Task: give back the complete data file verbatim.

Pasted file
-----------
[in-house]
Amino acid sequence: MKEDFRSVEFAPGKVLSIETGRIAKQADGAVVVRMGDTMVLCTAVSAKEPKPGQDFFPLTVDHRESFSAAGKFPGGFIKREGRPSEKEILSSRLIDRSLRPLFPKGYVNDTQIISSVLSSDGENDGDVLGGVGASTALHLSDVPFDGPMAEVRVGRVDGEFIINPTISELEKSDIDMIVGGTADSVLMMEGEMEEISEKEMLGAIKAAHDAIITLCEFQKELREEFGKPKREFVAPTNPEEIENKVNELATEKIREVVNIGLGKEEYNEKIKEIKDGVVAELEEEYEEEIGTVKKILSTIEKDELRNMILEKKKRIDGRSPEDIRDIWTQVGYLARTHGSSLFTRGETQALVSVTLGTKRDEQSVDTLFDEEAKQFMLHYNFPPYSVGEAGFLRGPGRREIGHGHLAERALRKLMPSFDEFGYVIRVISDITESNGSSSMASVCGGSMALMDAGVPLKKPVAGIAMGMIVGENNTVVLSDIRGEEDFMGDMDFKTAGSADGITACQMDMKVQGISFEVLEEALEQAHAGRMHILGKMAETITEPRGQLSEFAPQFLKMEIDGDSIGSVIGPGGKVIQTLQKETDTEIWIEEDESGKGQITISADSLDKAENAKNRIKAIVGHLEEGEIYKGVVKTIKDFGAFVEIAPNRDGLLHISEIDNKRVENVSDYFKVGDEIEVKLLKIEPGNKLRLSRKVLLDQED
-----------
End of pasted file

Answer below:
[in-house]
Amino acid sequence: MKEDFRSVEFAPGKVLSIETGRIAKQADGAVVVRMGDTMVLCTAVSAKEPKPGQDFFPLTVDHRESFSAAGKFPGGFIKREGRPSEKEILSSRLIDRSLRPLFPKGYVNDTQIISSVLSSDGENDGDVLGGVGASTALHLSDVPFDGPMAEVRVGRVDGEFIINPTISELEKSDIDMIVGGTADSVLMMEGEMEEISEKEMLGAIKAAHDAIITLCEFQKELREEFGKPKREFVAPTNPEEIENKVNELATEKIREVVNIGLGKEEYNEKIKEIKDGVVAELEEEYEEEIGTVKKILSTIEKDELRNMILEKKKRIDGRSPEDIRDIWTQVGYLARTHGSSLFTRGETQALVSVTLGTKRDEQSVDTLFDEEAKQFMLHYNFPPYSVGEAGFLRGPGRREIGHGHLAERALRKLMPSFDEFGYVIRVISDITESNGSSSMASVCGGSMALMDAGVPLKKPVAGIAMGMIVGENNTVVLSDIRGEEDFMGDMDFKTAGSADGITACQMDMKVQGISFEVLEEALEQAHAGRMHILGKMAETITEPRGQLSEFAPQFLKMEIDGDSIGSVIGPGGKVIQTLQKETDTEIWIEEDESGKGQITISADSLDKAENAKNRIKAIVGHLEEGEIYKGVVKTIKDFGAFVEIAPNRDGLLHISEIDNKRVENVSDYFKVGDEIEVKLLKIEPGNKLRLSRKVLLDQED